Laboratory Balance Types
Balances are used in just about every lab worldwide. These staples fill in information about an object, allow for proper portioning of compounds, reagents, and samples, and can tell you about the before and after of an experiment. Types of laboratory balances can be broken down into subcategories, each with attributes that are ideal for different tasks and needs when it comes to weighing. Knowing what you’re going to weigh determines the type you should be looking for.
Top Loading Balances and Precision Balances
Starting with the most general lab workhorse, we have the top loading balance. This lab scale can be compact and kept by the user’s side or can measure large weights on an ample platform set on the floor. A top-loading balance is less precise than an analytical balance, with readability from 0.1g to the milligram decimal point. Around 1mg these are in the precision balance range. However, what they may lack in readability, they make up for in speed. These lab scales usually return a reading in seconds and without a draft shield in the way, they load and unload quickly, for a zippy workflow. This lab staple is ideal for tasks where a high degree of accuracy isn’t necessary, and they have features like dynamic weighing for objects that move like live animals. Some precision balances do feature a draft shield and have filters to lessen the effects of vibrations and temperature changes.
Analytical Balances like the Analytical Balance 214B2 have readability of 1mg or better, up to 4 decimal places. Being so accurate means that even a slight variation in air current or dust can impact a reading therefore these are completely enclosed. This level of accuracy and precision make this ideal for areas like chemistry and chemical analysis. Precision Balances and Analytical Balances are Semi-Analytical with readability to 3 decimal places (0.001g), these are slightly less sensitive to temperature changes, or drift, while still providing more accuracy. Their accuracy is ideal for arenas that rely on quantitative chemical analysis such as pharmaceutical, plastics, manufacturing, calibration labs, and the food industry.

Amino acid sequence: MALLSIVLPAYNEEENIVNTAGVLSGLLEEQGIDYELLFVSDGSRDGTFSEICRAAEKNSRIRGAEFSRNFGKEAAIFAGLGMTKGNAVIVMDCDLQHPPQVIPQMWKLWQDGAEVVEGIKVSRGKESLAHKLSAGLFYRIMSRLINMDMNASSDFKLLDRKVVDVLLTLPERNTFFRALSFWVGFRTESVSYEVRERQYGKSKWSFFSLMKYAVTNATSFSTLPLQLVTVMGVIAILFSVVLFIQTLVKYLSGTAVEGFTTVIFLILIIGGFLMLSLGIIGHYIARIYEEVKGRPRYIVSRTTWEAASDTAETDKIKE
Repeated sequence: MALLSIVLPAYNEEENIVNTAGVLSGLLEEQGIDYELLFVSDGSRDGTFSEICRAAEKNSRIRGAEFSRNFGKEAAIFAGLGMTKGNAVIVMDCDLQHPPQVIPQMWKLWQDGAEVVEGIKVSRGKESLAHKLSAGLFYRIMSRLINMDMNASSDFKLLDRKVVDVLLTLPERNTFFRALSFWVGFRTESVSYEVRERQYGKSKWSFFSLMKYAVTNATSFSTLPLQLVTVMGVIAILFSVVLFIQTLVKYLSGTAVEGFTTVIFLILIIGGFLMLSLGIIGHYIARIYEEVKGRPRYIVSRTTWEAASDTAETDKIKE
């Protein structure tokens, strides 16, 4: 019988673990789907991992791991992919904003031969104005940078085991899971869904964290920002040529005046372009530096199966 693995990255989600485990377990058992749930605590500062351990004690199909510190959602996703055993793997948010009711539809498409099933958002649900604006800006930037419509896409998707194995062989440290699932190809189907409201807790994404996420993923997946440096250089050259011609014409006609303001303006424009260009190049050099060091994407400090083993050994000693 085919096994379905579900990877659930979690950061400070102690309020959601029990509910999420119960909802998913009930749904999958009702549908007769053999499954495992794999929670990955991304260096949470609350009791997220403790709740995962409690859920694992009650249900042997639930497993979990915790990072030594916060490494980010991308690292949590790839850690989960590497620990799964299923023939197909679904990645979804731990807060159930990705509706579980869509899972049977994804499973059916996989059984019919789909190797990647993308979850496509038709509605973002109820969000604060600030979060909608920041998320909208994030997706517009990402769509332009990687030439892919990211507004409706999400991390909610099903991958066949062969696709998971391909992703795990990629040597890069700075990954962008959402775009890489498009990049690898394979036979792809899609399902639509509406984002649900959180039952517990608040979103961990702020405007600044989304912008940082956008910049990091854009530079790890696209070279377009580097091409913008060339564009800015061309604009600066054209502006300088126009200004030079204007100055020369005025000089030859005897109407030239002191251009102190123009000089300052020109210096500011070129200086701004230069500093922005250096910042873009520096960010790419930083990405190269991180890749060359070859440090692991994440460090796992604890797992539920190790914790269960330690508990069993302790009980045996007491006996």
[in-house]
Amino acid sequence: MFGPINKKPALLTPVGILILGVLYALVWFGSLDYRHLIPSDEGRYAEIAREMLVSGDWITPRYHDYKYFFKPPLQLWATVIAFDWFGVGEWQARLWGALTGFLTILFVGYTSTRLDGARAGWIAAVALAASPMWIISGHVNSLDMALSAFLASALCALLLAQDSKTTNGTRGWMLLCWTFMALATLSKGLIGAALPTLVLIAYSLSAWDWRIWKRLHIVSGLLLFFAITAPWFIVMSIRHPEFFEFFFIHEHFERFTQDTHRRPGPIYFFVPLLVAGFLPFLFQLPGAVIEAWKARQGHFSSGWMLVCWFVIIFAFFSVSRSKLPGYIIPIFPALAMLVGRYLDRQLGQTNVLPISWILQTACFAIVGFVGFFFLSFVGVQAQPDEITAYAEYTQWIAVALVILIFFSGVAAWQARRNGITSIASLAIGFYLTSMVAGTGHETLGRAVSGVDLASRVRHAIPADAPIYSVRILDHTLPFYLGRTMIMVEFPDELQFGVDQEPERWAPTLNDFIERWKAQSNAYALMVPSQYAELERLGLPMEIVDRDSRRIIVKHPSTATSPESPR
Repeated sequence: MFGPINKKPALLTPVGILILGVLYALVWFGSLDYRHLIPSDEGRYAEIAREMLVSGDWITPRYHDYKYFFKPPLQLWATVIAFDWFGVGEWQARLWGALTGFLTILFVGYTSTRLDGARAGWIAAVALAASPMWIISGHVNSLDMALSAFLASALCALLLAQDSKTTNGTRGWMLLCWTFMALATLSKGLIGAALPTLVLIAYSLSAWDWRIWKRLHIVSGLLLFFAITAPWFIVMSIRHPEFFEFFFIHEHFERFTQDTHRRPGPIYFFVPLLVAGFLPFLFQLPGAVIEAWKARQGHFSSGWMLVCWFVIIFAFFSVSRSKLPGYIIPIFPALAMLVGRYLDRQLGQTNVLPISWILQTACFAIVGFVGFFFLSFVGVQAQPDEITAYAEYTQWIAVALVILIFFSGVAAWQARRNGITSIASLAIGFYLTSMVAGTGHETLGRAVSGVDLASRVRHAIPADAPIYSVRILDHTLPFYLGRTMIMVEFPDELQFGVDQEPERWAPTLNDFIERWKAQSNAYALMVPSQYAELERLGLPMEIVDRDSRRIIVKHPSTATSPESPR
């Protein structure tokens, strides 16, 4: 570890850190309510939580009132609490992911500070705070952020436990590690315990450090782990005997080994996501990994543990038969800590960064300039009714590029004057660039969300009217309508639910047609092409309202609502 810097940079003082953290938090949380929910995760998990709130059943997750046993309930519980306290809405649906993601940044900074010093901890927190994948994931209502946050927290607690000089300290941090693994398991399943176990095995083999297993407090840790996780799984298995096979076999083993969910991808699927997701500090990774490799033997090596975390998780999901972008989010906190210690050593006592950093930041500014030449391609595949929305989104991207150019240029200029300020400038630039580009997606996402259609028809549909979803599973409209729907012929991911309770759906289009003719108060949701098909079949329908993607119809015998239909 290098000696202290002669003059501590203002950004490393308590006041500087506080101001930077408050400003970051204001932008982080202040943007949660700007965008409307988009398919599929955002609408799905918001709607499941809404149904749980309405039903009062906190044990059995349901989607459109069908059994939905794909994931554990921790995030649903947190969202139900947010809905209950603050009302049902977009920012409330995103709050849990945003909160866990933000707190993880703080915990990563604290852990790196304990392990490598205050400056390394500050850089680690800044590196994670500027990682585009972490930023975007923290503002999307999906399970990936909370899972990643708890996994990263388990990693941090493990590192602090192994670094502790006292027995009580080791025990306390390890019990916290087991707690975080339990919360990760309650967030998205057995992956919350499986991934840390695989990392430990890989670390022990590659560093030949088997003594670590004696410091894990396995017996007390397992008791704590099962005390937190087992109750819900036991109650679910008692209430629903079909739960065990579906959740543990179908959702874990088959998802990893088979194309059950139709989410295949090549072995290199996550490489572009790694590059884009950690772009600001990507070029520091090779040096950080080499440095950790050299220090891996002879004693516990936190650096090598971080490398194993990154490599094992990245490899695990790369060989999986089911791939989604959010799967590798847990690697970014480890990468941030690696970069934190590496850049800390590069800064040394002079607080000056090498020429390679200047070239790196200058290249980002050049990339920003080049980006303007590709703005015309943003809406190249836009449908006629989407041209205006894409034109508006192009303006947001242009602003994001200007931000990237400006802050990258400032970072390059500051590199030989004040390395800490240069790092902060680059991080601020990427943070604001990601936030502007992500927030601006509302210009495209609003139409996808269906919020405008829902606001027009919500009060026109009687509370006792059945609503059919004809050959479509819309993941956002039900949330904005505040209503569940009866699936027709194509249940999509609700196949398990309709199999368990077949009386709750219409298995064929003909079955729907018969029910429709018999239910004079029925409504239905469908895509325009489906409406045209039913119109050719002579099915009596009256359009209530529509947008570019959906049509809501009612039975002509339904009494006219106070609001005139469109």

Semi Microbalances, Micro Balances, And Ultra Microbalances
The smallest samples are measured on microbalances with capacities topping out at around 6g, with readability down 0.001mg or 0.01mg, or to µg range with an ultra micro balance. Microbalance and Semi microbalances employ vibration isolating systems and are highly sensitive to environmental shifts so are usually used within a hood or enclosure. These dynamos can measure objects relatively small in mass with a high degree of accuracy, and therefore are ideal for areas such as quality assurance or product testing, and checking the uniformity of critical parts.
Moisture Balances and Moisture Analyzers
Moisture analyzers are special lab scales used to determine a sample’s moisture content. This compact benchtop instrument is much faster than drying items out in a big bulky incubator or oven and then weighing that sample after. Instead, small quantities can be processed all within the same instrument. These specialty lab balances use a thermogravimetric principle, or loss on drying, combining a method of heating and drying such as a halogen or infrared lamp and a balance with milligram readability. Using a moisture balance can dramatically shorten a workflow, taking a moisture determination test down to a few minutes instead of hours.
Single Range, Dual Range, and Delta Range Balances